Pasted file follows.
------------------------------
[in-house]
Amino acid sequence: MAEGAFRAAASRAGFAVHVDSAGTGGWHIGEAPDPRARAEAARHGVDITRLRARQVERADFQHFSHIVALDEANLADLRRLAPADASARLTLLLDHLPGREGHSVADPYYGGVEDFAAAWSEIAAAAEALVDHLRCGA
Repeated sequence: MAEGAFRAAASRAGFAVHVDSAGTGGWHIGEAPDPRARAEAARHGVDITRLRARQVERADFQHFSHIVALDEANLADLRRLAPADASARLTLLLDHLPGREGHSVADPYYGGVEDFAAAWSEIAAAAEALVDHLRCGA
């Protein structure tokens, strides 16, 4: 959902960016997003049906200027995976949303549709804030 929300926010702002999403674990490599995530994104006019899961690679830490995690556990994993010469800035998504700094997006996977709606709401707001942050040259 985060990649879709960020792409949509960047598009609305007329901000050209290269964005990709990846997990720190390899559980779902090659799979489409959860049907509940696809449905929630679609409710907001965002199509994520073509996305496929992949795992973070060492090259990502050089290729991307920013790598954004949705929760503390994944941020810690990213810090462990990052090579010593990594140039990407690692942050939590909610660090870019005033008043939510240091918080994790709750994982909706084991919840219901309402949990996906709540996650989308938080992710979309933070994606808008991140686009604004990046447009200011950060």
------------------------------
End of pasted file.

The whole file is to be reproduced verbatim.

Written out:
[in-house]
Amino acid sequence: MAEGAFRAAASRAGFAVHVDSAGTGGWHIGEAPDPRARAEAARHGVDITRLRARQVERADFQHFSHIVALDEANLADLRRLAPADASARLTLLLDHLPGREGHSVADPYYGGVEDFAAAWSEIAAAAEALVDHLRCGA
Repeated sequence: MAEGAFRAAASRAGFAVHVDSAGTGGWHIGEAPDPRARAEAARHGVDITRLRARQVERADFQHFSHIVALDEANLADLRRLAPADASARLTLLLDHLPGREGHSVADPYYGGVEDFAAAWSEIAAAAEALVDHLRCGA
């Protein structure tokens, strides 16, 4: 959902960016997003049906200027995976949303549709804030 929300926010702002999403674990490599995530994104006019899961690679830490995690556990994993010469800035998504700094997006996977709606709401707001942050040259 985060990649879709960020792409949509960047598009609305007329901000050209290269964005990709990846997990720190390899559980779902090659799979489409959860049907509940696809449905929630679609409710907001965002199509994520073509996305496929992949795992973070060492090259990502050089290729991307920013790598954004949705929760503390994944941020810690990213810090462990990052090579010593990594140039990407690692942050939590909610660090870019005033008043939510240091918080994790709750994982909706084991919840219901309402949990996906709540996650989308938080992710979309933070994606808008991140686009604004990046447009200011950060």